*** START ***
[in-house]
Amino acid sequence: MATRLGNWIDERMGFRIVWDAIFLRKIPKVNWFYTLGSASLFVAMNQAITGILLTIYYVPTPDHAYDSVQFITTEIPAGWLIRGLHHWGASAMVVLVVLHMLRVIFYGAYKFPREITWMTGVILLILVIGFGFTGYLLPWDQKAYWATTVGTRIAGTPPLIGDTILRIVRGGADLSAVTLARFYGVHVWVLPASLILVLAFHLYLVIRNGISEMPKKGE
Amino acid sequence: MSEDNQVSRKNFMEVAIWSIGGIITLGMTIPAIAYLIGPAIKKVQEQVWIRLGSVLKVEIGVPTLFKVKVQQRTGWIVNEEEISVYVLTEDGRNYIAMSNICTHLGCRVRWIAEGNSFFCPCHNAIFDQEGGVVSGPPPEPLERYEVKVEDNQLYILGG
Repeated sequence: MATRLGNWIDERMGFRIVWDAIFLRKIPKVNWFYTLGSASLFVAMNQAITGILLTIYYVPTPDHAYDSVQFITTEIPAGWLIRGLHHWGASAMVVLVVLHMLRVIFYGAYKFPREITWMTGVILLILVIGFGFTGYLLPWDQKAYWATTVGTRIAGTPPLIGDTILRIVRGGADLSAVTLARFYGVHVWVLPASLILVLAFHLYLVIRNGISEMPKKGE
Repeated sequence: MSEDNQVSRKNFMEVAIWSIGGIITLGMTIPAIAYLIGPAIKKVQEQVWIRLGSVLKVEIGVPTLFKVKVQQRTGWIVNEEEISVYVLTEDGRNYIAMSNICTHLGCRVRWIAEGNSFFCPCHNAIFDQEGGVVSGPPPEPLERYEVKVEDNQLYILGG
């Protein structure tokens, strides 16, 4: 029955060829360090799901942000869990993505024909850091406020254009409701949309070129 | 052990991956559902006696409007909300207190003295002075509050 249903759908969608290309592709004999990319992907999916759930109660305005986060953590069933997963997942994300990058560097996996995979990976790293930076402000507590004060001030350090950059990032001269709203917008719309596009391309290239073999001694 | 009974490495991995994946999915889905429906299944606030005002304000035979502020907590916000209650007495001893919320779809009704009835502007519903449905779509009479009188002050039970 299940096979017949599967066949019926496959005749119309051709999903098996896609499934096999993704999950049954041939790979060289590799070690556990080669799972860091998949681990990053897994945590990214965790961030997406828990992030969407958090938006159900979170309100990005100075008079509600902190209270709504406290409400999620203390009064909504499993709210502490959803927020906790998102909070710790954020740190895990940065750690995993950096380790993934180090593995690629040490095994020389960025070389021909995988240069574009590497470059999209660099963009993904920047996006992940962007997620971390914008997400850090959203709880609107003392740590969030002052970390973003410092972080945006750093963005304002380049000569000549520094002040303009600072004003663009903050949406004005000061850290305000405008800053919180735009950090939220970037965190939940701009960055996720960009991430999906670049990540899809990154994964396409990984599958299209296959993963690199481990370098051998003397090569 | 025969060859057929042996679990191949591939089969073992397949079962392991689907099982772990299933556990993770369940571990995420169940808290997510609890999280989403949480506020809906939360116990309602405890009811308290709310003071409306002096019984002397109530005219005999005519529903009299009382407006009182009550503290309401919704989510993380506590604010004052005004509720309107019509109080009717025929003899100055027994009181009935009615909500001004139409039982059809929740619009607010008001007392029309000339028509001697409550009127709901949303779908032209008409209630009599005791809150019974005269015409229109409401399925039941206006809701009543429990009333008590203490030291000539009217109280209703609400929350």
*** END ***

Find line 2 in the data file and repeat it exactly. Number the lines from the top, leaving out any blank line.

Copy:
Amino acid sequence: MATRLGNWIDERMGFRIVWDAIFLRKIPKVNWFYTLGSASLFVAMNQAITGILLTIYYVPTPDHAYDSVQFITTEIPAGWLIRGLHHWGASAMVVLVVLHMLRVIFYGAYKFPREITWMTGVILLILVIGFGFTGYLLPWDQKAYWATTVGTRIAGTPPLIGDTILRIVRGGADLSAVTLARFYGVHVWVLPASLILVLAFHLYLVIRNGISEMPKKGE